Minnesota medical device giant Medtronic (NYSE:MDT) over the weekend issued a new manifesto on cybersecurity, promising to keep a close eye on its devices and take action on any new vulnerabilities it discovers.
The company also soothed some fears about medical device hacking, noting that there have been no incidents reported to date and that real-world device hacking would take some high-level technical savvy and unusual circumstances.
"Medtronic is actively engaged with security research firms and regularly conducts and uses independent assessments to improve the security of our systems," according to a new statement. "We continuously monitor the security of our devices and if new vulnerabilities are revealed, Medtronic will assess whether additional security measures can be implemented without compromising the therapy that the device is designed to deliver to patients."
The company has in the past made public statements about its cybersecurity focus, but the new proclamation appears to come without provocation. The medical device cybersecurity front has been relatively quiet since the summer’s hacking conferences and the sudden death of high-profile researcher Barnaby Jack.
Over the weekend former vice president Dick Cheney unveiled in an in-depth interview with 60 Minutes that his doctors had switched off the wireless communication capabilities in his implanted defibrillator out of fear that Cheney’s high-profile persona may draw the attention of malicious hackers. Medtronic’s latest statement didn’t directly reference the interview and neither Cheney nor his doctors revealed the manufacturer of the former VP’s implant.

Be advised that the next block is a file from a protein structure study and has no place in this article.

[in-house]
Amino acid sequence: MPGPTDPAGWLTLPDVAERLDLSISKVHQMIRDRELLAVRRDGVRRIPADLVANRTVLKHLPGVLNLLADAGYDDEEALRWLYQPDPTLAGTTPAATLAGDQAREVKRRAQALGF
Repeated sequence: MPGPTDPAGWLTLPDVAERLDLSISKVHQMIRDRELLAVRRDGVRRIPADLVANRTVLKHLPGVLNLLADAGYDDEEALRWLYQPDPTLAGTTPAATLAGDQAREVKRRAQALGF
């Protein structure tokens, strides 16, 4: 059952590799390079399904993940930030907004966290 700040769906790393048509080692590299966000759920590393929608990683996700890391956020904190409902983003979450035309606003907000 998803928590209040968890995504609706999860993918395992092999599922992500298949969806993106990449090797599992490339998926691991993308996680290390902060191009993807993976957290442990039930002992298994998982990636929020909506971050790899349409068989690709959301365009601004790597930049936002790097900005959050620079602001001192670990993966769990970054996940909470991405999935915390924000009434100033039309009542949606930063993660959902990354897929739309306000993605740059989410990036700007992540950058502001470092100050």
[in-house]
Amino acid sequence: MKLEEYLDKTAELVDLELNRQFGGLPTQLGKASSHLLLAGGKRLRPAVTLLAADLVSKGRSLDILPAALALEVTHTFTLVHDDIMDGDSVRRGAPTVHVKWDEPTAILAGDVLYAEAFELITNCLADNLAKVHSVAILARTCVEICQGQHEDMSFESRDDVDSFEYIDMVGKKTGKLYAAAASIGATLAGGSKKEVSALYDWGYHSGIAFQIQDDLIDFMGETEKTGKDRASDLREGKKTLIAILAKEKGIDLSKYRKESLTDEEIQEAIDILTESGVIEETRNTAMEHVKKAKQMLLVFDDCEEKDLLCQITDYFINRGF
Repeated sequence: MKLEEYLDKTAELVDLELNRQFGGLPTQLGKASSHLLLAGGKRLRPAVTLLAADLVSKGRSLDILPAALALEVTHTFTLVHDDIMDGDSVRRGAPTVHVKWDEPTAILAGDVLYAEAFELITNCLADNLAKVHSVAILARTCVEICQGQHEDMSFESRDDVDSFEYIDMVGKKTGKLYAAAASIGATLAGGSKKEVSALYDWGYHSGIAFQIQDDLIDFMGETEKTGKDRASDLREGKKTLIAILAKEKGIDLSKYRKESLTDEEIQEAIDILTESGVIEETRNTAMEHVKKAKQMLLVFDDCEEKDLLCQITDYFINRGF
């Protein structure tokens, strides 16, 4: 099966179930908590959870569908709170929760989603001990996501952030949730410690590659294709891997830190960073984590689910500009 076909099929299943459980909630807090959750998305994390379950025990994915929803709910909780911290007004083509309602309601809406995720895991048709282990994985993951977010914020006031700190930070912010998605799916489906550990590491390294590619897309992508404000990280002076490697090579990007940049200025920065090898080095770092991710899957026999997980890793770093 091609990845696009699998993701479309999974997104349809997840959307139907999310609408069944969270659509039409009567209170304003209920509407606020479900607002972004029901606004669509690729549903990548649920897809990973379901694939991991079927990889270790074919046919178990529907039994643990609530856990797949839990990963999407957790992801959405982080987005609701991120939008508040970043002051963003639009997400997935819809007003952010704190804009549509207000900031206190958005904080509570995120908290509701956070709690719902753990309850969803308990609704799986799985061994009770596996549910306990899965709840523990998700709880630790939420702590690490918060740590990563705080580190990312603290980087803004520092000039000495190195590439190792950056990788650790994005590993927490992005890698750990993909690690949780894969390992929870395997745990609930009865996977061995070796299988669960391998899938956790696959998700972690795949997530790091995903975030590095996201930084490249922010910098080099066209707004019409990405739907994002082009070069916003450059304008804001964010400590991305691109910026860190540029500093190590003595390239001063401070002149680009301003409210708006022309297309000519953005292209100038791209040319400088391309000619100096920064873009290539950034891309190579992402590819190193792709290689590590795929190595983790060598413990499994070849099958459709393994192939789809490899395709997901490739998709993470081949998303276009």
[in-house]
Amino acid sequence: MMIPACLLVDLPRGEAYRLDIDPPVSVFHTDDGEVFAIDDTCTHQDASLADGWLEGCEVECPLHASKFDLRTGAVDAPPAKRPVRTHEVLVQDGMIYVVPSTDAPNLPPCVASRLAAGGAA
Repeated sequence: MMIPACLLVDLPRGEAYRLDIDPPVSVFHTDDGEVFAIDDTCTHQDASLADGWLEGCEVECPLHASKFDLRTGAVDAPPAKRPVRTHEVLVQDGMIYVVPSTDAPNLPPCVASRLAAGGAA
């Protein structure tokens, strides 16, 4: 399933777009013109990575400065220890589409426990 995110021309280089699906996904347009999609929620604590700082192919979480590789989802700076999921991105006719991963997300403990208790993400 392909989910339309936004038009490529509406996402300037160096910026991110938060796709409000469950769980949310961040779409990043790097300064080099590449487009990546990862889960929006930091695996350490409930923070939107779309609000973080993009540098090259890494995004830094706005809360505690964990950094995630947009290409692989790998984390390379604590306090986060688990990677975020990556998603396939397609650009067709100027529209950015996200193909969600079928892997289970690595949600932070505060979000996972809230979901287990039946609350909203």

Medtronic did, however, explain that certain features of its implantable cardiac devices make cybersecurity attacks unlikely to succeed. Many of the devices only communicate at close range, Medtronic said, and others are only receptive to communicate during narrow treatment windows. Despite what the company labeled as a low risk, Medtronic promised to build security into its devices.
"Medtronic has addressed device security in the design development process by implementing measures to safeguard patient safety," the company said. "If new vulnerabilities are revealed, Medtronic will assess whether additional security measures can be implemented without compromising the therapy which the device is designed to deliver for patients."
Researchers have proved in lab experiments that implanted, active cardiac devices are vulnerable to cyber-attack, as are other wireless-enabled medical devices such as insulin pumps and hospital management systems. A Medtronic implantable defibrillator was the subject of the 1st published medical device hack (conducted in 2008) and white hat hacker and researcher Jay Radcliffe made headlines when he hacked his on insulin pump live on stage during a conference in 2011.
Although the FDA has taken a greater interest in medtech cybersecurity, even so far as releasing new guidelines and building a "cybersecurity laboratory," no real-world instances of malicious medical device hacking have yet been reported. Security researchers have warned, however, that the lack of reports are likely due to a lack of proper monitoring and reporting mechanisms.